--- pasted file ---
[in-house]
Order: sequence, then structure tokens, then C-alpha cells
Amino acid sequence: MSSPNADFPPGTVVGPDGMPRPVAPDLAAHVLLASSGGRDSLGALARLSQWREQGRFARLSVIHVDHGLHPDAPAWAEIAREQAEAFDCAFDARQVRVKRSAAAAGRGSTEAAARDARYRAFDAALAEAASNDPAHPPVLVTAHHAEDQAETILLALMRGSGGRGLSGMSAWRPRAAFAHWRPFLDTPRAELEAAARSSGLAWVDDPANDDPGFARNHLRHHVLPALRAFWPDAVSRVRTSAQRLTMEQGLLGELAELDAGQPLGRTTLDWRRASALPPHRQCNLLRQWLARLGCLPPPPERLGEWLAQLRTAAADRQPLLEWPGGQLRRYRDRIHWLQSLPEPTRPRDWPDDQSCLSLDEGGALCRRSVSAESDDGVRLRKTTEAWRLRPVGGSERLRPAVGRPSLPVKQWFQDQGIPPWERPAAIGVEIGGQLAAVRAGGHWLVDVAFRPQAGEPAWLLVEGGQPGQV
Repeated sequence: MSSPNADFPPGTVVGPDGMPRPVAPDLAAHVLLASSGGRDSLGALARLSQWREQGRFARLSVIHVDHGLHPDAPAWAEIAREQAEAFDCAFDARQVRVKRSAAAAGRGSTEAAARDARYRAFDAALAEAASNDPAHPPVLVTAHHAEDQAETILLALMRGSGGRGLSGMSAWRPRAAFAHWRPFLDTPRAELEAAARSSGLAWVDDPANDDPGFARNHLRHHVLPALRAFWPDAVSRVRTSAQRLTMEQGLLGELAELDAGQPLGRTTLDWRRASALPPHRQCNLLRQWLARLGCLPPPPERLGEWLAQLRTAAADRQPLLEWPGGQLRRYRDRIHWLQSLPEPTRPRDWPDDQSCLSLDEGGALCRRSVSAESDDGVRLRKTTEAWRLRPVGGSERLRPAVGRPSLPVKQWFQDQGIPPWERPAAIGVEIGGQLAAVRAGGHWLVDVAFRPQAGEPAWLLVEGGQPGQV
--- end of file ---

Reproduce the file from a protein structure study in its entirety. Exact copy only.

[in-house]
Order: sequence, then structure tokens, then C-alpha cells
Amino acid sequence: MSSPNADFPPGTVVGPDGMPRPVAPDLAAHVLLASSGGRDSLGALARLSQWREQGRFARLSVIHVDHGLHPDAPAWAEIAREQAEAFDCAFDARQVRVKRSAAAAGRGSTEAAARDARYRAFDAALAEAASNDPAHPPVLVTAHHAEDQAETILLALMRGSGGRGLSGMSAWRPRAAFAHWRPFLDTPRAELEAAARSSGLAWVDDPANDDPGFARNHLRHHVLPALRAFWPDAVSRVRTSAQRLTMEQGLLGELAELDAGQPLGRTTLDWRRASALPPHRQCNLLRQWLARLGCLPPPPERLGEWLAQLRTAAADRQPLLEWPGGQLRRYRDRIHWLQSLPEPTRPRDWPDDQSCLSLDEGGALCRRSVSAESDDGVRLRKTTEAWRLRPVGGSERLRPAVGRPSLPVKQWFQDQGIPPWERPAAIGVEIGGQLAAVRAGGHWLVDVAFRPQAGEPAWLLVEGGQPGQV
Repeated sequence: MSSPNADFPPGTVVGPDGMPRPVAPDLAAHVLLASSGGRDSLGALARLSQWREQGRFARLSVIHVDHGLHPDAPAWAEIAREQAEAFDCAFDARQVRVKRSAAAAGRGSTEAAARDARYRAFDAALAEAASNDPAHPPVLVTAHHAEDQAETILLALMRGSGGRGLSGMSAWRPRAAFAHWRPFLDTPRAELEAAARSSGLAWVDDPANDDPGFARNHLRHHVLPALRAFWPDAVSRVRTSAQRLTMEQGLLGELAELDAGQPLGRTTLDWRRASALPPHRQCNLLRQWLARLGCLPPPPERLGEWLAQLRTAAADRQPLLEWPGGQLRRYRDRIHWLQSLPEPTRPRDWPDDQSCLSLDEGGALCRRSVSAESDDGVRLRKTTEAWRLRPVGGSERLRPAVGRPSLPVKQWFQDQGIPPWERPAAIGVEIGGQLAAVRAGGHWLVDVAFRPQAGEPAWLLVEGGQPGQV